Sunday, September 19, 2010

Why Slow?

Now that this blog contains over fifty posts, it is probably worth addressing the topic of Slow advaita. What is it anyway?

The basic idea is the result of observing that many advaita presentations in the West go to the extremes of being either overtly traditional, on the one hand, or, on the other, of being unwisely dismissive of tradition.

I am a person who is wired to go Slow. So I propose applying the relative wisdom of Slowness to the current unfolding of advaita in the West.


Overt traditionalists often immerse themselves unreservedly in a tradition, down to the details. While they are potentially following the wisdom being offered, they may also be adopting the Hindu diet (no meat, fish or eggs) and giving themselves an Indian name. Although these things are not deleterious in and of themselves, not building and exercising one's capacity for critical thinking can be.

To spend time obsessing over extraneous details also draws one's attention way from what is essential.

It is out of concern to avoid this sort of blind following that some risk falling into the other extreme of completely throwing out tradition. This is not prudent since tradition, at heart, is a deep-level dialogue. It is tragic to throw out the baby of time-honored wisdom with the bathwater of culture-specific details.


In relation to these extremes, Slow advaita is an opportunity to explore a pragmatic middle ground. One wants to keep the baby and only toss the extraneous.

For example, the upaniShad-s are typically dialogues between earnest, would-be disciples and wise forest RRiShi-s. The answers given by the RRiShi-s are not all that is important in these dialogues. The questions are important too; since it is often the case that earnest, would-be seekers do not often know what questions they would like to ask. So these model dialogues provide a two-fold example of what questions are worth asking and how to respond - in general.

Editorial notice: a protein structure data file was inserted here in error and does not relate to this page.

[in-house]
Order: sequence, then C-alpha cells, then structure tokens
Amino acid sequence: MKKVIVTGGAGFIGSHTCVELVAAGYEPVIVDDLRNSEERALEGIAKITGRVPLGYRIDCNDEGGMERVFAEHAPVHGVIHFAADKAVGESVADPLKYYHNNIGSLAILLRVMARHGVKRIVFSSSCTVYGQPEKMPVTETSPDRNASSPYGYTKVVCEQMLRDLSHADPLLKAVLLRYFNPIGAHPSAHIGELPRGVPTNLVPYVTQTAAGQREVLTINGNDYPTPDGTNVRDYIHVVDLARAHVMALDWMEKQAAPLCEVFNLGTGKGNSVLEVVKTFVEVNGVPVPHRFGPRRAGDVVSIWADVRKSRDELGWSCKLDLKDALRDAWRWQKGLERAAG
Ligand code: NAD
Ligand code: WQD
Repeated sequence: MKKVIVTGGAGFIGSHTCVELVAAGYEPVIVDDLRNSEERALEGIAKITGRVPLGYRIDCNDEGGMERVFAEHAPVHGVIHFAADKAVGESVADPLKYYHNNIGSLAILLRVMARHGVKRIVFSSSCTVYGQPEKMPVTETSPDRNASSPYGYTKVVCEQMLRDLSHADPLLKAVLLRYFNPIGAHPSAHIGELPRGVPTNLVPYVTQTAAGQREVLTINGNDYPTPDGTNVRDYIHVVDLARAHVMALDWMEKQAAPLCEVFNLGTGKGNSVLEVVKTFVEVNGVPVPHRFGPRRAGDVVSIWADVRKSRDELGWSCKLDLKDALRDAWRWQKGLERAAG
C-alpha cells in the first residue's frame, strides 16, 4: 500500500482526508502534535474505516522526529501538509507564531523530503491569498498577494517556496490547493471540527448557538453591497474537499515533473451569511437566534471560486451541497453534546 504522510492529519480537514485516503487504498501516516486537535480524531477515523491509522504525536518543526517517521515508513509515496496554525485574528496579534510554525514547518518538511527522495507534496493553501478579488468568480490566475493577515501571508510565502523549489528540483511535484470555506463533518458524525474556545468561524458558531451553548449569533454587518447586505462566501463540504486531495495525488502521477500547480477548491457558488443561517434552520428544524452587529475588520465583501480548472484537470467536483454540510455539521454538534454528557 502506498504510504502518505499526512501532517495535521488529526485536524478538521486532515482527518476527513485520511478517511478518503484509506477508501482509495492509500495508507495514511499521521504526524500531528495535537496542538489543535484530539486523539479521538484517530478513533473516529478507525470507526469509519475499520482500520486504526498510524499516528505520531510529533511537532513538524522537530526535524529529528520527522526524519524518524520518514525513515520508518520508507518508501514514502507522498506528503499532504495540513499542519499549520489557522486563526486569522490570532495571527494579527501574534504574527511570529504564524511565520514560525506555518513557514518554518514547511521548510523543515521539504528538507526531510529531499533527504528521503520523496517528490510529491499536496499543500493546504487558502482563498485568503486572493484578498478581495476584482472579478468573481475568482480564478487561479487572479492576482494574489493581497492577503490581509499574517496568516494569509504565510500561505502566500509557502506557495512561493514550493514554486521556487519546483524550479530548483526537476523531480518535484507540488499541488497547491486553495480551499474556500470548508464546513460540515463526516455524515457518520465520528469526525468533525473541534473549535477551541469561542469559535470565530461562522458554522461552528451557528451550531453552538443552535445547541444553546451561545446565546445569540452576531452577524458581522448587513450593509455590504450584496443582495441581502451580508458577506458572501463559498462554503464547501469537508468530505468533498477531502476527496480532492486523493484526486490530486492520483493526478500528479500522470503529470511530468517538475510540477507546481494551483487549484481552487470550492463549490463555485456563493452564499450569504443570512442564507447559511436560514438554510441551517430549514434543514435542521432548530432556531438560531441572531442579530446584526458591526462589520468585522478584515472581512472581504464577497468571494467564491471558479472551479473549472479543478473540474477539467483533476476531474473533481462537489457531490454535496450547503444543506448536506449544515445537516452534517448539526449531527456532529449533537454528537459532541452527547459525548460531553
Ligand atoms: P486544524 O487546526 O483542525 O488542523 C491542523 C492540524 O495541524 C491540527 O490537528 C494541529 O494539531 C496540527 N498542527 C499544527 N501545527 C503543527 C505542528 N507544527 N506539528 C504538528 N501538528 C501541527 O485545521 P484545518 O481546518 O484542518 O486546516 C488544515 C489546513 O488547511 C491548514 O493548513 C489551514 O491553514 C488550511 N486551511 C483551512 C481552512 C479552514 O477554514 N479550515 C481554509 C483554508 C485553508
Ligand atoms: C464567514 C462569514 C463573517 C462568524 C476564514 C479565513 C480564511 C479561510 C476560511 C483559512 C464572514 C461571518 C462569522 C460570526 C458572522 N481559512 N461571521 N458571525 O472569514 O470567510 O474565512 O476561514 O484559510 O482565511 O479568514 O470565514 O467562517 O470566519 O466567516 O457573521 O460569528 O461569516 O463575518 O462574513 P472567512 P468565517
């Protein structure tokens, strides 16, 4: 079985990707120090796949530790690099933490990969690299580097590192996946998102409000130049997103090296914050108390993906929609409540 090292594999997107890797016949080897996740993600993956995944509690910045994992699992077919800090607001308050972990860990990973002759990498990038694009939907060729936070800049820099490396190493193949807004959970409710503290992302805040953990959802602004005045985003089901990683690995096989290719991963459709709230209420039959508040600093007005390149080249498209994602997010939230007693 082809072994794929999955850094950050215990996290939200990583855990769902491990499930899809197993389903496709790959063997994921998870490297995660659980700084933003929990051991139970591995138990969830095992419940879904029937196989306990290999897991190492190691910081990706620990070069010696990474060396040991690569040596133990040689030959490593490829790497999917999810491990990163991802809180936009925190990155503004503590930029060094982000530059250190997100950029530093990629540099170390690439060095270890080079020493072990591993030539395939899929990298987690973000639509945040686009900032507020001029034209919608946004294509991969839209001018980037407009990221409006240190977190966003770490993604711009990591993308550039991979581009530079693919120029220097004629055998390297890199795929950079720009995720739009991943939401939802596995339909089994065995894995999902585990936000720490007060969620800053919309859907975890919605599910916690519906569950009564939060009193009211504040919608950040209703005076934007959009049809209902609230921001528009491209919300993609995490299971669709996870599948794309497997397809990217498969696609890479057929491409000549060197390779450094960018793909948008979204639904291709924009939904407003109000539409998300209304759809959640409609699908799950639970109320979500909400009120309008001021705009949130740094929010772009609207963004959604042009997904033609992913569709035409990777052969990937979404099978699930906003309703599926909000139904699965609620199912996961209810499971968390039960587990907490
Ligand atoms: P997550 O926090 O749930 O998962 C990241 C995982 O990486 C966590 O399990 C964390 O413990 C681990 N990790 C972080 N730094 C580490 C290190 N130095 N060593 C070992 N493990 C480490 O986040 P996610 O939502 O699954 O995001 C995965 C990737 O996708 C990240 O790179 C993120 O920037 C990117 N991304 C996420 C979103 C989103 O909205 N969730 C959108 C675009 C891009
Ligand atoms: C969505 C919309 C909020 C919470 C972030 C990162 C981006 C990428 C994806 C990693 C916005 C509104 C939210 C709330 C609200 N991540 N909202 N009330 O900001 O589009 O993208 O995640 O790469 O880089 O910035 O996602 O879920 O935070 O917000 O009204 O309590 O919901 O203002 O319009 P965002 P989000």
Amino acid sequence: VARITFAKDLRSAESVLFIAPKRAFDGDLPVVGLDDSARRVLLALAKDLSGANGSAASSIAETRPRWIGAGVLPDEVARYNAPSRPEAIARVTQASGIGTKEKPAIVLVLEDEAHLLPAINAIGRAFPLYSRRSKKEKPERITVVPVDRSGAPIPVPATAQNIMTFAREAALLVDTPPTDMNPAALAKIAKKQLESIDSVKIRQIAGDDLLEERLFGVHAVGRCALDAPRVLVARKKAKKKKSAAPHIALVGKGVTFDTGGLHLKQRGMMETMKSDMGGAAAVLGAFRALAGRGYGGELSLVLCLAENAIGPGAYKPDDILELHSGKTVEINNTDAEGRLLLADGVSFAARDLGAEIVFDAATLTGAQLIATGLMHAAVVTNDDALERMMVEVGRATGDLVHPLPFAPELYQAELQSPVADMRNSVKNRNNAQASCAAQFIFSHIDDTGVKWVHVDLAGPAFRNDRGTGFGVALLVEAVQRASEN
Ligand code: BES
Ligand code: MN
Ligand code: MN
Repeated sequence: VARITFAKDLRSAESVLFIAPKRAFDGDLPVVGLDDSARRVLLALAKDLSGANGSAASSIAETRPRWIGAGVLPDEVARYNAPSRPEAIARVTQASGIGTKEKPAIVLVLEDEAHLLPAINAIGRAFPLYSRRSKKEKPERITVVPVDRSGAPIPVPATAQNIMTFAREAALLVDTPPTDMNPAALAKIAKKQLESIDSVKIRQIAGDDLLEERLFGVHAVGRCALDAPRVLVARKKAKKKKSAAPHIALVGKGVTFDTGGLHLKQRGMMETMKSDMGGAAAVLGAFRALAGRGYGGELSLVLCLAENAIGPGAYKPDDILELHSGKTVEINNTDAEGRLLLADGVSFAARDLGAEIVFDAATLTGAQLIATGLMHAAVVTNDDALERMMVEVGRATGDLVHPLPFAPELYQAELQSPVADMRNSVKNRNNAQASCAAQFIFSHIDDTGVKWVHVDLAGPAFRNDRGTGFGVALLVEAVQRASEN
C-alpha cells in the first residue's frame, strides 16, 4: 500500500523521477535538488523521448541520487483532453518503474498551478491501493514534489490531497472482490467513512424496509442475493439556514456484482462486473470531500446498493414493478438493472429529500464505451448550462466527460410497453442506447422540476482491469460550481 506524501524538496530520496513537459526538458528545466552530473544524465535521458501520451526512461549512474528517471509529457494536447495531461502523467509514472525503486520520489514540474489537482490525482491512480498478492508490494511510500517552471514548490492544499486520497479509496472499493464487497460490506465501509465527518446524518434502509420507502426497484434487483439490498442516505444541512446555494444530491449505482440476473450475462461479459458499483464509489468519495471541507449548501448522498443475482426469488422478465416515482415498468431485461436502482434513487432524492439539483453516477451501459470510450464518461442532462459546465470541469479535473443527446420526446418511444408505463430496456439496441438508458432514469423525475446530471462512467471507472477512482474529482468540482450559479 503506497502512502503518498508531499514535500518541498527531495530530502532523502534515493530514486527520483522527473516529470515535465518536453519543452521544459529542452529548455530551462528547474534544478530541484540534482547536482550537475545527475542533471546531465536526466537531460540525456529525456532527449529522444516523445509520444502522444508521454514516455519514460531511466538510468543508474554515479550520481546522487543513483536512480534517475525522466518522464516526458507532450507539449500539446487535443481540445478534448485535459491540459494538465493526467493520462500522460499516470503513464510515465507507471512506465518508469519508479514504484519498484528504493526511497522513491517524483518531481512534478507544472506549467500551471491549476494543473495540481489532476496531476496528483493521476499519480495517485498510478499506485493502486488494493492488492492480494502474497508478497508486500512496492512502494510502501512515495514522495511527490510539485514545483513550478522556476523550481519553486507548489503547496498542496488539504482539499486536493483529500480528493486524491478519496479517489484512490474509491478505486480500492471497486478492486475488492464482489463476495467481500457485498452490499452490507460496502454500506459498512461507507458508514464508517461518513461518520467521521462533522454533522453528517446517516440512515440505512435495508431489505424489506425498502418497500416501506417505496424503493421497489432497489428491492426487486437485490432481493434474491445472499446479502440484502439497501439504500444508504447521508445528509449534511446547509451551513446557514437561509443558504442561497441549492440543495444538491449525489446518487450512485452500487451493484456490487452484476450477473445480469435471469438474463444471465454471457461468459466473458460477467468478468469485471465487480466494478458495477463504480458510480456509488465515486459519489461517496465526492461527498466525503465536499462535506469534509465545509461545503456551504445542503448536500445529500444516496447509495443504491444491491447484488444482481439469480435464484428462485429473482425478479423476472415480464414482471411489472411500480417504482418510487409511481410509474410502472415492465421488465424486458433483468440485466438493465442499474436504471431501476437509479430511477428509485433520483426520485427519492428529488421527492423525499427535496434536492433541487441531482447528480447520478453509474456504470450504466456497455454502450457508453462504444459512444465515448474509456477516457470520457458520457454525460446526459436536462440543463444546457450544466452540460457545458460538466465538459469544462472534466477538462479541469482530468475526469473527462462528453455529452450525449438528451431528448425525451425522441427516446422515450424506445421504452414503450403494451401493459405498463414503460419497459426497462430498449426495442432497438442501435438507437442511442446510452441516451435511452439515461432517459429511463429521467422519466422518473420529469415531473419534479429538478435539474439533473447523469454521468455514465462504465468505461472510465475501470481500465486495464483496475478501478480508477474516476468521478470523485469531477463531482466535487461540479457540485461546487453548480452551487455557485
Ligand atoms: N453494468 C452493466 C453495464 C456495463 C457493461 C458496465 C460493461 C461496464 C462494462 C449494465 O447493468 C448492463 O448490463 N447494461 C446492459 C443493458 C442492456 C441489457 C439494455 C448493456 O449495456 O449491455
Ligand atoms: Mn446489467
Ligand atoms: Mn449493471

I say "in general" because the strength of a given wisdom tradition is essentially in the way in which it provides a mean. Once a disciple has been accepted by the guru, and once the orienting generalizations of the mean have been introduced by the guru to the disciple, then there is a starting point for considering matters that were not addressed in the teaching.


These teachings are immensely valuable to both the guru and the disciple. To put it simply, they have an already-proven inherent perfection (relatively speaking), which is similar to the 'roundness' of a wheel. While it may be possible to improve on this quality of roundness, the possibility seems so remote upon looking at a wheel, that nobody is tripping over anyone else trying to re-invent the wheel.


Slow advaita is an opportunity for those of us who do not wish to be drawn in by the extremes - however acceptable these may seem to be in our fast-paced, instant-everything culture.

Rather we wish to pause and reflect, taking in what is valuable, as we see that value for ourselves, but leaving behind the husks of the non-essential.

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